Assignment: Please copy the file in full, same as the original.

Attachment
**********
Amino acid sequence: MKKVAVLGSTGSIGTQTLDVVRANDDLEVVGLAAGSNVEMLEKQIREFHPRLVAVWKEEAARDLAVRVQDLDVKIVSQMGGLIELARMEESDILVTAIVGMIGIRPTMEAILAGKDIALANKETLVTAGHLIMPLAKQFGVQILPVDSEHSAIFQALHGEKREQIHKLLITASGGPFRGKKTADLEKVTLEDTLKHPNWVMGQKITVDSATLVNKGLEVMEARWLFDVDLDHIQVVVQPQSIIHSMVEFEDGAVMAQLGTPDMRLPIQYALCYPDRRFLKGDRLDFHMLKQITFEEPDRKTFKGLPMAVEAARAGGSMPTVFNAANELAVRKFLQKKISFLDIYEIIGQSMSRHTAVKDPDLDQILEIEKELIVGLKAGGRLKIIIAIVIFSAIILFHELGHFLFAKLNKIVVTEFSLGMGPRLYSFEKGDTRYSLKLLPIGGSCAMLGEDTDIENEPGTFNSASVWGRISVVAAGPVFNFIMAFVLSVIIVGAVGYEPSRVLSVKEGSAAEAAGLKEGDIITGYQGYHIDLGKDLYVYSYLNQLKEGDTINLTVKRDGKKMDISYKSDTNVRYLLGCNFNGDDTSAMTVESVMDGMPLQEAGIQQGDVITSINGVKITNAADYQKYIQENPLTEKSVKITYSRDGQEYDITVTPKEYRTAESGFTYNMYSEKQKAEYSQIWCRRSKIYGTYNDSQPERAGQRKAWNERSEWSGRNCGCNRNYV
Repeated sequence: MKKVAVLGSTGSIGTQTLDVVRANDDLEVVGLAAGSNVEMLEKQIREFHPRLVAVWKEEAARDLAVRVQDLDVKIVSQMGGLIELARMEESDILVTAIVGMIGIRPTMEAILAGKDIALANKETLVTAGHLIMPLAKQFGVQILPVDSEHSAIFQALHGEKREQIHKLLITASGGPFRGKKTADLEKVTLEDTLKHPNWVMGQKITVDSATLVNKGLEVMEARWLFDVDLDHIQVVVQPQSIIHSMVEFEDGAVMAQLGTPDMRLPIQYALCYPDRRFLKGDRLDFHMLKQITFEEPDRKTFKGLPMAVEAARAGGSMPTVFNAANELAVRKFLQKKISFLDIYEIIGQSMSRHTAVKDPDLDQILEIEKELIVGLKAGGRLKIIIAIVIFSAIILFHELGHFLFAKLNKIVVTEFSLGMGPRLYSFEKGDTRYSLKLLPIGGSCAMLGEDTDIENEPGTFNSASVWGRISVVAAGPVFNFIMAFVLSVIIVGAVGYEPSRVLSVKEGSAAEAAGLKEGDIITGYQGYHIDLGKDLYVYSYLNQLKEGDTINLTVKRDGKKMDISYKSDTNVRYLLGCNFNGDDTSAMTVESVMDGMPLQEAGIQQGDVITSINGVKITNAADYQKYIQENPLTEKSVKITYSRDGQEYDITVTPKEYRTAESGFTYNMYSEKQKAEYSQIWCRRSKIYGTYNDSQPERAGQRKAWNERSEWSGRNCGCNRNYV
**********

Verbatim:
Amino acid sequence: MKKVAVLGSTGSIGTQTLDVVRANDDLEVVGLAAGSNVEMLEKQIREFHPRLVAVWKEEAARDLAVRVQDLDVKIVSQMGGLIELARMEESDILVTAIVGMIGIRPTMEAILAGKDIALANKETLVTAGHLIMPLAKQFGVQILPVDSEHSAIFQALHGEKREQIHKLLITASGGPFRGKKTADLEKVTLEDTLKHPNWVMGQKITVDSATLVNKGLEVMEARWLFDVDLDHIQVVVQPQSIIHSMVEFEDGAVMAQLGTPDMRLPIQYALCYPDRRFLKGDRLDFHMLKQITFEEPDRKTFKGLPMAVEAARAGGSMPTVFNAANELAVRKFLQKKISFLDIYEIIGQSMSRHTAVKDPDLDQILEIEKELIVGLKAGGRLKIIIAIVIFSAIILFHELGHFLFAKLNKIVVTEFSLGMGPRLYSFEKGDTRYSLKLLPIGGSCAMLGEDTDIENEPGTFNSASVWGRISVVAAGPVFNFIMAFVLSVIIVGAVGYEPSRVLSVKEGSAAEAAGLKEGDIITGYQGYHIDLGKDLYVYSYLNQLKEGDTINLTVKRDGKKMDISYKSDTNVRYLLGCNFNGDDTSAMTVESVMDGMPLQEAGIQQGDVITSINGVKITNAADYQKYIQENPLTEKSVKITYSRDGQEYDITVTPKEYRTAESGFTYNMYSEKQKAEYSQIWCRRSKIYGTYNDSQPERAGQRKAWNERSEWSGRNCGCNRNYV
Repeated sequence: MKKVAVLGSTGSIGTQTLDVVRANDDLEVVGLAAGSNVEMLEKQIREFHPRLVAVWKEEAARDLAVRVQDLDVKIVSQMGGLIELARMEESDILVTAIVGMIGIRPTMEAILAGKDIALANKETLVTAGHLIMPLAKQFGVQILPVDSEHSAIFQALHGEKREQIHKLLITASGGPFRGKKTADLEKVTLEDTLKHPNWVMGQKITVDSATLVNKGLEVMEARWLFDVDLDHIQVVVQPQSIIHSMVEFEDGAVMAQLGTPDMRLPIQYALCYPDRRFLKGDRLDFHMLKQITFEEPDRKTFKGLPMAVEAARAGGSMPTVFNAANELAVRKFLQKKISFLDIYEIIGQSMSRHTAVKDPDLDQILEIEKELIVGLKAGGRLKIIIAIVIFSAIILFHELGHFLFAKLNKIVVTEFSLGMGPRLYSFEKGDTRYSLKLLPIGGSCAMLGEDTDIENEPGTFNSASVWGRISVVAAGPVFNFIMAFVLSVIIVGAVGYEPSRVLSVKEGSAAEAAGLKEGDIITGYQGYHIDLGKDLYVYSYLNQLKEGDTINLTVKRDGKKMDISYKSDTNVRYLLGCNFNGDDTSAMTVESVMDGMPLQEAGIQQGDVITSINGVKITNAADYQKYIQENPLTEKSVKITYSRDGQEYDITVTPKEYRTAESGFTYNMYSEKQKAEYSQIWCRRSKIYGTYNDSQPERAGQRKAWNERSEWSGRNCGCNRNYV